A Summit With No Topic?On May 18, South and North Korea passed smoothly through the first gate by signing the working-level agreement to hold the summit. Now, South and North Korean government authorities will rush to hammer out the details following the working-level agreement. Fortunately, the working-level agreement helps to clarify the more ambiguous points from the April 8 South-North Agreement. Namely, those signing the agreement were clearly stated as the 'vice minister of Unification, the Republic of Korea,' and 'the advisor of the Standing Committee of the Supreme People's Assembly, the Democratic People's Republic of Korea.' It is a significant advance from the April 8 South-North Agreement, where the 'vice chairman of the Korean Asia-Pacific Peace Committee' signed the related agreement.
In addition, the working-level agreement stated that "during the visit to Pyongyang, the historic meeting between President Kim Dae-jung and National Defense Committee Chairman Kim Jong-il will take place." Therefore, the misunderstanding surrounding the leaders of the two sides to participate in the summit was dispelled. There was some concern that North Korea might have Kim Yong-nam, the chairman of the Standing Committee of the Supreme People's Assembly host the summit.
However, there is still some uncertainty as to whether a summit between the nations's leaders will occur. Following the planned "historic meeting," North Korean leader Kim Il-sung could depart and leave the hosting of the summit to Kim Yong-song. North Korea must regulate and control any 'unforeseen actions,' which may weaken the meaning and significance of the summit.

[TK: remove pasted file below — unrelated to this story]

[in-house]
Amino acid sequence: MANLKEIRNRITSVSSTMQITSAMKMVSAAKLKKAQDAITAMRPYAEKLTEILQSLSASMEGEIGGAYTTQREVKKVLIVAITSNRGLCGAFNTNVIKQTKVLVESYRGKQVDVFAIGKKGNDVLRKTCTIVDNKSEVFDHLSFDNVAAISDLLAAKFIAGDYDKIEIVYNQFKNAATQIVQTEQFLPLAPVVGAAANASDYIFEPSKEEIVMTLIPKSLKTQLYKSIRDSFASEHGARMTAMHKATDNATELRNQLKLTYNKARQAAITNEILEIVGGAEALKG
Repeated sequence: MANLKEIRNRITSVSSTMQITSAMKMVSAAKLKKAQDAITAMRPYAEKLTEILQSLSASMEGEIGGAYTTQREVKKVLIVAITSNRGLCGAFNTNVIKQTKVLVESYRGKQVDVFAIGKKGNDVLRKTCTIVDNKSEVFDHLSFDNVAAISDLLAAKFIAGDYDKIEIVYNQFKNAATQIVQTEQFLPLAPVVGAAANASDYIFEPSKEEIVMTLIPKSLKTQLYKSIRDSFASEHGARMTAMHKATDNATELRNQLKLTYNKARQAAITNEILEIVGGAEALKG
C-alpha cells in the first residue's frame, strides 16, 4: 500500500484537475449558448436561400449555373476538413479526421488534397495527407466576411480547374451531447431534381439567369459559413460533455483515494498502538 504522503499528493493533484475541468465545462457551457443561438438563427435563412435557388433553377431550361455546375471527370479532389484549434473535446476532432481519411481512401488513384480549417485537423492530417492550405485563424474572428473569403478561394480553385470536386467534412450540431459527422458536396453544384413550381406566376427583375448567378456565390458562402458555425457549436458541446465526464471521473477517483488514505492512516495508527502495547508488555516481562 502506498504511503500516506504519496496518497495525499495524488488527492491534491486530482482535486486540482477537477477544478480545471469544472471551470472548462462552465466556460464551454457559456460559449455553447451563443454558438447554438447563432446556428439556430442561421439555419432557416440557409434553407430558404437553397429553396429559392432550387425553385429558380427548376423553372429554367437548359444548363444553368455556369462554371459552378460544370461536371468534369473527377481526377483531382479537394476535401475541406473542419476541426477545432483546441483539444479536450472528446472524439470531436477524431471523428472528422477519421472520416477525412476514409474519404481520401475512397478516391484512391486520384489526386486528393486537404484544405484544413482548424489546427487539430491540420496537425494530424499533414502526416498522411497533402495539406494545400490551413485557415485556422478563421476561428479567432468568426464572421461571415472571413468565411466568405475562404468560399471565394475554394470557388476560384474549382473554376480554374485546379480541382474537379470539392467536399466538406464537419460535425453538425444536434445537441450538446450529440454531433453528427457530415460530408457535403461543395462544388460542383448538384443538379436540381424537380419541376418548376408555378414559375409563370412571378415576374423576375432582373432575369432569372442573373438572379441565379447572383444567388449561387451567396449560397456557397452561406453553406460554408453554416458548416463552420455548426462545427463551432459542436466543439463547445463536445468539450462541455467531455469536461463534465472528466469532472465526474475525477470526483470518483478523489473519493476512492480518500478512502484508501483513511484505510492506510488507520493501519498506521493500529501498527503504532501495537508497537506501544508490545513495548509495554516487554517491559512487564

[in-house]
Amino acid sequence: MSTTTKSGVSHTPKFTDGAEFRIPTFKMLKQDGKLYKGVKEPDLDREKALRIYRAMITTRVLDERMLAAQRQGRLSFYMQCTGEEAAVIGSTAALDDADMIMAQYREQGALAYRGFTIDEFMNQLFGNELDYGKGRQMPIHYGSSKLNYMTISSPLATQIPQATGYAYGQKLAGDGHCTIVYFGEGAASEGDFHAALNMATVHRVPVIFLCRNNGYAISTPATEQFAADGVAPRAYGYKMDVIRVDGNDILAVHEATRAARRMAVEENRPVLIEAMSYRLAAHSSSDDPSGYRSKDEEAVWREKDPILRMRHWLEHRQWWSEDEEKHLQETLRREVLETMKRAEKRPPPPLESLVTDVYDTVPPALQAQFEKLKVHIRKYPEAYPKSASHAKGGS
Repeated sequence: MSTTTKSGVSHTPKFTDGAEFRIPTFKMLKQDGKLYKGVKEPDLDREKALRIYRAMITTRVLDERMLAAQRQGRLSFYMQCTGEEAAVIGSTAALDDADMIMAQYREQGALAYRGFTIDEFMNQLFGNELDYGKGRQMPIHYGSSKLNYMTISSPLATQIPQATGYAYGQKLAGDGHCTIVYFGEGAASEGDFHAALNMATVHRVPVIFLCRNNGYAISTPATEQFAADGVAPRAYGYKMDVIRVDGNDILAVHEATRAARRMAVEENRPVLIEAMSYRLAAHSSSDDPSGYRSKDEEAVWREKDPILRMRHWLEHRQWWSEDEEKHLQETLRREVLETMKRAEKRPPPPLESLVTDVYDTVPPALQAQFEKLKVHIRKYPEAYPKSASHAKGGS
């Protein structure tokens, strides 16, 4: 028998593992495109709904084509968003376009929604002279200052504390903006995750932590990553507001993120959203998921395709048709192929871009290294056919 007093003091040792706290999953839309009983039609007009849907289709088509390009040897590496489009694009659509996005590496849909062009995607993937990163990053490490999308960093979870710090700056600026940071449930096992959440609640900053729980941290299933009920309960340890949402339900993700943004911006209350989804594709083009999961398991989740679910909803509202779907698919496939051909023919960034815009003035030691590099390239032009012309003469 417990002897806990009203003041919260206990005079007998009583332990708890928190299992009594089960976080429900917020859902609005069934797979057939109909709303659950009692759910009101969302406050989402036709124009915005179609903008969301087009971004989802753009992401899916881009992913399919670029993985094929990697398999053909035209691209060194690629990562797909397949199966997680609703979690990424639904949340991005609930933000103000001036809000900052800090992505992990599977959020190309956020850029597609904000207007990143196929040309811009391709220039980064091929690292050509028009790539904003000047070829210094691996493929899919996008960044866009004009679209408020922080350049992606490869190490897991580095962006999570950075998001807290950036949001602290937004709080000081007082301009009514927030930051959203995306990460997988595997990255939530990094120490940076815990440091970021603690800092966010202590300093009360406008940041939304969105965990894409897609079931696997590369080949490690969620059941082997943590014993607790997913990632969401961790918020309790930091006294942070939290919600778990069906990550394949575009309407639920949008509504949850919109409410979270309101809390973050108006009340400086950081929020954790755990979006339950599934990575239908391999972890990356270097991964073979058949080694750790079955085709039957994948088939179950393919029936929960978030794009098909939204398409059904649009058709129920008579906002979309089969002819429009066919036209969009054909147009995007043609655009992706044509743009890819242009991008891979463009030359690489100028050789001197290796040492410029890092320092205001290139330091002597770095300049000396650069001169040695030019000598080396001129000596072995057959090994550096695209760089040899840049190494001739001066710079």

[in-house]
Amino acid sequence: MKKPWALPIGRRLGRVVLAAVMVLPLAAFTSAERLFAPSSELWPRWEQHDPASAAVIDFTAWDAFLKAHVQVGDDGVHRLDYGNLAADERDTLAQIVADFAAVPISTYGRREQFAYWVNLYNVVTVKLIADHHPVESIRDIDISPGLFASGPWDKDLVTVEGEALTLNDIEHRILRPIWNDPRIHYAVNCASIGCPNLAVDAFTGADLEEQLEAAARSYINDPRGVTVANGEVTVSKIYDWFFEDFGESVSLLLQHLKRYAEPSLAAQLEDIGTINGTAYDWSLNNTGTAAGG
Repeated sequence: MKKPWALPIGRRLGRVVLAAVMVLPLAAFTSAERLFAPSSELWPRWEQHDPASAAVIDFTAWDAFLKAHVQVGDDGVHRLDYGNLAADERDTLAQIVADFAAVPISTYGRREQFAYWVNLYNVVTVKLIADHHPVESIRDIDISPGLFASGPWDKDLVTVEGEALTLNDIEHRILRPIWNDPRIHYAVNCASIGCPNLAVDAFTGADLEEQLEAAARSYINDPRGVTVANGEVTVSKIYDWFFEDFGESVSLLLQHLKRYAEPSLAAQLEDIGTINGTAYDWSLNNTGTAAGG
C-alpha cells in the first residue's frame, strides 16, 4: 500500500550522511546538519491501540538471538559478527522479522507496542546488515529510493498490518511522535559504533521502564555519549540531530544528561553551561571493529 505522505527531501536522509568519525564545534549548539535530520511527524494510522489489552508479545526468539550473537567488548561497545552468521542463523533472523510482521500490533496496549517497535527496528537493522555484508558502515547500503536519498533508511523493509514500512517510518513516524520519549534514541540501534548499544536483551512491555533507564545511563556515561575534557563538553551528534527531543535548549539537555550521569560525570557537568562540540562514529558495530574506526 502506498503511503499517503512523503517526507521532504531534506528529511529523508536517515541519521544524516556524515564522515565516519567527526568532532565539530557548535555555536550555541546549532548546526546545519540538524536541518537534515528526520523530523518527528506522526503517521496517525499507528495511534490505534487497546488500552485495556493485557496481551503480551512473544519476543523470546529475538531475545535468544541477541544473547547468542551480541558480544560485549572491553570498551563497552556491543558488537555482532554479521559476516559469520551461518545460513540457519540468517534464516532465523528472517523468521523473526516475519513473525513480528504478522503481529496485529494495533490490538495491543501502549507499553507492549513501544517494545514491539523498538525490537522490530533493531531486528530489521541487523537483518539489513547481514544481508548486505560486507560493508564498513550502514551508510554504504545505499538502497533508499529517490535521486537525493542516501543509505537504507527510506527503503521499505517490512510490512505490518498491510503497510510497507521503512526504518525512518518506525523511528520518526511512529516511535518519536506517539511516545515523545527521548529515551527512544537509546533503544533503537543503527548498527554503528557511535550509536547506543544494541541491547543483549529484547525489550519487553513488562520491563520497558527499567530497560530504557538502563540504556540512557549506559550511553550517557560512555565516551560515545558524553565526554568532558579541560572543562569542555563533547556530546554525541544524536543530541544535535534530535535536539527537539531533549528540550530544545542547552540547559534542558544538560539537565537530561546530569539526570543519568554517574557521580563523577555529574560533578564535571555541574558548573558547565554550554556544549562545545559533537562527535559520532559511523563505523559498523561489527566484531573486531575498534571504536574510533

The most important fundamental issue is what topics the two leaders will discuss at the summit. The recent working-level agreement vaguely defines the topics by "reaffirming the three principles of national unification as proclaimed in the historic July 4 South-North Joint Communique, with a view to advancing the reconciliation and unity, exchange and cooperation and peace and unification of the people." It failed to advance even one step from the April 8 South-North Agreement. If the topics are too inclusive, there will be a summit with no tangible outcomes. Therefore, topics will be discussed at the future preliminary talks while the two leaders will only shake hands with each other.
The government seems to have done its best to make feasible the discussion of the more important topics. North Korea did not step back from the inclusive topics, and the negotiations were finalized according to North Korea's conditions. If this continues, the summit could become a 'one-way traffic summit.' If such a situation occurs, 70 million Korean citizens will not have their expectations realized. The government must continue its efforts to clearly define the topics to be discussed. North Korea must show an honest and sincere attitude in response.
by Lee Su-ho